New report sets an ambitious agenda for education-workforce improvement

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Business and Education representatives from the Roundtable

FRANKFORT, Ky. – Moving Kentucky into the Top Tier of states in education attainment and workforce quality is the focus of a new report released Monday (December 3, 2018), by the Kentucky Business-Education Roundtable. The Roundtable, comprising state education and business leaders and advocates, has developed an ambitious agenda to accelerate Kentucky’s progress by achieving four key goals:

  1. Investing in early childhood and preschool – to give kids a solid start
  2. Reinventing high school – to make a diploma relevant for the modern economy
  3. Ensuring every adult obtains a marketable degree or credential
  4. Engaging employers to define needed skills and develop talent supply chains

“Because Kentucky’s economic future depends directly on our state’s ability to produce and attract more talented workers for the modern economy, we must strive year over year to improve our workforce preparation and our rankings in critical measures of education,” the report noted.

The report defines what it would take to achieve Top Tier status – to be first in the nation in improving the alignment of Kentucky’s talent development systems with employment opportunities and among the Top 10 states in critical measures of educational preparedness. It offers recommendations under each of the four goals, acknowledging that some of the gains will take a generation to achieve.

The recommendations include the following. A complete list of recommendations and additional details can be found in the report, “Striving to be Top Tier for Talent: Average Isn’t Good Enough.”

Early Childhood and Preschool—

  • Give more at-risk children access to high-quality preschool services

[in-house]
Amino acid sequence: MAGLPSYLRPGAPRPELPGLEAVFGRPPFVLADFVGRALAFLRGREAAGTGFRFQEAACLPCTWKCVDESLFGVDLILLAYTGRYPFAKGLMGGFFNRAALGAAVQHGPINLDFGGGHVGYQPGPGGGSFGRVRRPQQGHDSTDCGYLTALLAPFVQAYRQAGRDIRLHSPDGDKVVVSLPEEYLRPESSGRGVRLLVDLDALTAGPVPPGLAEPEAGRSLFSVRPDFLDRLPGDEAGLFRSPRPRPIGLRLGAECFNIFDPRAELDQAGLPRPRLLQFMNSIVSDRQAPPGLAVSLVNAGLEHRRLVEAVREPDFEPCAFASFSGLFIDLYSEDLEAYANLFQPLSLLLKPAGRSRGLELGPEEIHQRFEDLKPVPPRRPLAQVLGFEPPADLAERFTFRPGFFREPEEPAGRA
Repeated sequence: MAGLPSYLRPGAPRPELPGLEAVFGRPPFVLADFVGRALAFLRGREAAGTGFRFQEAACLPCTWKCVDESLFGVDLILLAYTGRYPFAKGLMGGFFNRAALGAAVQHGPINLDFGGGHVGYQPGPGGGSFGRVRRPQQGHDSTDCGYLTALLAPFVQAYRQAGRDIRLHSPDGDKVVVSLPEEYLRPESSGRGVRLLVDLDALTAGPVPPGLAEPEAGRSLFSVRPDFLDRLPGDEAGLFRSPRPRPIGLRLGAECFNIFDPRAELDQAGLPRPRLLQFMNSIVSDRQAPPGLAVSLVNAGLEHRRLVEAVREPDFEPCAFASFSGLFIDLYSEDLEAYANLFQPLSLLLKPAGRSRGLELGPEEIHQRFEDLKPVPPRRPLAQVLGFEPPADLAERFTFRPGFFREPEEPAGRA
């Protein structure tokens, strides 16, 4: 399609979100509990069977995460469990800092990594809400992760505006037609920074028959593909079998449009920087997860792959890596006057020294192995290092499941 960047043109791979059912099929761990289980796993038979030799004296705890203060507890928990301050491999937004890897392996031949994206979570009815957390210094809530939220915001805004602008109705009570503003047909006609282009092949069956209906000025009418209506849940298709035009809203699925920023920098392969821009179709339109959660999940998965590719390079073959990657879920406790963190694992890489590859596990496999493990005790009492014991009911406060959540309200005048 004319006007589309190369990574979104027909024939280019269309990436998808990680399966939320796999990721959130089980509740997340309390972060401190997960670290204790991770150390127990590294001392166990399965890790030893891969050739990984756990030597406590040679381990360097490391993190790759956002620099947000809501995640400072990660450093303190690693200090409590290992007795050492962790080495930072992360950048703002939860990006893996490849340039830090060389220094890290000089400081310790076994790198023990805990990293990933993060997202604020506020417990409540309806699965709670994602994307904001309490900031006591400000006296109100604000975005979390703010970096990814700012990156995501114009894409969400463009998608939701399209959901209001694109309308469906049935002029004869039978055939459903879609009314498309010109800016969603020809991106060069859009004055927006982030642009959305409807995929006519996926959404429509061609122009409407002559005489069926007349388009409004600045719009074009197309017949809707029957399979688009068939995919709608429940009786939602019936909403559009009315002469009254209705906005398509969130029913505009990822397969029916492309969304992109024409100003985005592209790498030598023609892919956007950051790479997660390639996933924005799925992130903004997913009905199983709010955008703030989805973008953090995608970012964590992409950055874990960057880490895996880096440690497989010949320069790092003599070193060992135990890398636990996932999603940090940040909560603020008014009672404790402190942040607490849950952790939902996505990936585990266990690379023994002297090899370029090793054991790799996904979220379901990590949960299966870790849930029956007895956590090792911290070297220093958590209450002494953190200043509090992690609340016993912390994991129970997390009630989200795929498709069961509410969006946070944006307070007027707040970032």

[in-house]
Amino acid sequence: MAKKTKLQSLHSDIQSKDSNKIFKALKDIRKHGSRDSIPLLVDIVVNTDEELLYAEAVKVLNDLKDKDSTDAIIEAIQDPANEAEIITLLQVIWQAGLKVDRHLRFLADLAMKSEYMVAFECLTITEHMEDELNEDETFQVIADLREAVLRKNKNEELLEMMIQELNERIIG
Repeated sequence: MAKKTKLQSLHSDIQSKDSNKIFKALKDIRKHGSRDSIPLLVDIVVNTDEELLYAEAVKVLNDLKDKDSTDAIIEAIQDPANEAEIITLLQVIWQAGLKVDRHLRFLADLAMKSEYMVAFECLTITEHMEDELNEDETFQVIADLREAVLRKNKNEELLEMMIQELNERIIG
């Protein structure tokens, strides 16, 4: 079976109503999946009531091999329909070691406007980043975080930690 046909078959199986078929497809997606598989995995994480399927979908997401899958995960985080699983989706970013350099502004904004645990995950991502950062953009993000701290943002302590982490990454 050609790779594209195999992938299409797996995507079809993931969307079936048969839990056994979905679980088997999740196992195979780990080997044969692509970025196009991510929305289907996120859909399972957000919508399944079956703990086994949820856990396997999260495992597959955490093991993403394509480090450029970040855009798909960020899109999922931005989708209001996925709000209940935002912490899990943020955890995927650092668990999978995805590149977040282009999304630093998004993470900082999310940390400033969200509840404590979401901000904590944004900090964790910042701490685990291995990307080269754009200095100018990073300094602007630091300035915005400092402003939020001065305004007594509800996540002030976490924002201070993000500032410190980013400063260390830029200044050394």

• Coordinate resources and practices among all public and private early childhood providers and school districts
  • Ensure quality evaluation of early childhood programs
  • Develop early literacy programs that target assistance for students who fall behind

High School–

  • Eliminate achievement gaps between groups of students
  • Expand school and career counseling to provide more information on postsecondary education options, career benefits and student debt
  • Revamp high school graduation requirements to ensure a diploma has real-world value
  • Provide more work-based learning opportunities for students as well as the opportunity for students to achieve postsecondary credits or credentials

Marketable Degree or Credential—

  • Shorten the amount of time it takes a student to complete a course of study after initial enrollment
  • Align career pathways with high demand workforce areas to help students navigate easily to completion
  • Increase participation of GED-seeking students enrolled concurrently in career pathways programs in the Kentucky Community & Technical College System
  • Create greater transparency around college costs, student loans, savings plans and financial aid

Engage Employers—

  • Communicate the urgent need for greater engagement to employers via business and trade associations
  • Develop partnerships among employers and educators to identify needs and quantify progress in expanded employer engagement
  • Encourage employer involvement in regional and sector collaboratives